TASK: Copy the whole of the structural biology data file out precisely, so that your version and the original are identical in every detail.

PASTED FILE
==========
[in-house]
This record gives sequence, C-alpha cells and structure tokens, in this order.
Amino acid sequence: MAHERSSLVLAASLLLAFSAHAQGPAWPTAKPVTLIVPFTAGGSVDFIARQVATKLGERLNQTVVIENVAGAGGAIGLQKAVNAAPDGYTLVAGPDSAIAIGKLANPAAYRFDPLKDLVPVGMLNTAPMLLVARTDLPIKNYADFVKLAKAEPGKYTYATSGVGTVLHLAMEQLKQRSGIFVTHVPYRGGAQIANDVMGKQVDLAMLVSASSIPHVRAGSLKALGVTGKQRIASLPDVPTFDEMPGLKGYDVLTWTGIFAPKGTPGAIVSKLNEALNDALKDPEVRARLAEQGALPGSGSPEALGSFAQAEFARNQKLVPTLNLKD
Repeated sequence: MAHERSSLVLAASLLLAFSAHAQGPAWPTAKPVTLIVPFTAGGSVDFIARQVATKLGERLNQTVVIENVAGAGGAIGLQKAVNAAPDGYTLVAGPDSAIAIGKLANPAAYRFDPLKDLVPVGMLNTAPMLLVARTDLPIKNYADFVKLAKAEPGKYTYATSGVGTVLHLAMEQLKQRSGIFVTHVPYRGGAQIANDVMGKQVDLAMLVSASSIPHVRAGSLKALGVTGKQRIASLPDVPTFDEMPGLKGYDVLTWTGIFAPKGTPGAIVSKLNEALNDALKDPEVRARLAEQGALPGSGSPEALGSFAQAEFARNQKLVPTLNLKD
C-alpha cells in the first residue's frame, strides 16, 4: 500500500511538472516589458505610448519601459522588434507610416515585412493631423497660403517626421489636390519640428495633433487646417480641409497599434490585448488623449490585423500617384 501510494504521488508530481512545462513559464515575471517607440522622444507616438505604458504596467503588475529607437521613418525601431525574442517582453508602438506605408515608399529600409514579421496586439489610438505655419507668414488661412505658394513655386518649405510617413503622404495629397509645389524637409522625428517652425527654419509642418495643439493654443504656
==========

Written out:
[in-house]
This record gives sequence, C-alpha cells and structure tokens, in this order.
Amino acid sequence: MAHERSSLVLAASLLLAFSAHAQGPAWPTAKPVTLIVPFTAGGSVDFIARQVATKLGERLNQTVVIENVAGAGGAIGLQKAVNAAPDGYTLVAGPDSAIAIGKLANPAAYRFDPLKDLVPVGMLNTAPMLLVARTDLPIKNYADFVKLAKAEPGKYTYATSGVGTVLHLAMEQLKQRSGIFVTHVPYRGGAQIANDVMGKQVDLAMLVSASSIPHVRAGSLKALGVTGKQRIASLPDVPTFDEMPGLKGYDVLTWTGIFAPKGTPGAIVSKLNEALNDALKDPEVRARLAEQGALPGSGSPEALGSFAQAEFARNQKLVPTLNLKD
Repeated sequence: MAHERSSLVLAASLLLAFSAHAQGPAWPTAKPVTLIVPFTAGGSVDFIARQVATKLGERLNQTVVIENVAGAGGAIGLQKAVNAAPDGYTLVAGPDSAIAIGKLANPAAYRFDPLKDLVPVGMLNTAPMLLVARTDLPIKNYADFVKLAKAEPGKYTYATSGVGTVLHLAMEQLKQRSGIFVTHVPYRGGAQIANDVMGKQVDLAMLVSASSIPHVRAGSLKALGVTGKQRIASLPDVPTFDEMPGLKGYDVLTWTGIFAPKGTPGAIVSKLNEALNDALKDPEVRARLAEQGALPGSGSPEALGSFAQAEFARNQKLVPTLNLKD
C-alpha cells in the first residue's frame, strides 16, 4: 500500500511538472516589458505610448519601459522588434507610416515585412493631423497660403517626421489636390519640428495633433487646417480641409497599434490585448488623449490585423500617384 501510494504521488508530481512545462513559464515575471517607440522622444507616438505604458504596467503588475529607437521613418525601431525574442517582453508602438506605408515608399529600409514579421496586439489610438505655419507668414488661412505658394513655386518649405510617413503622404495629397509645389524637409522625428517652425527654419509642418495643439493654443504656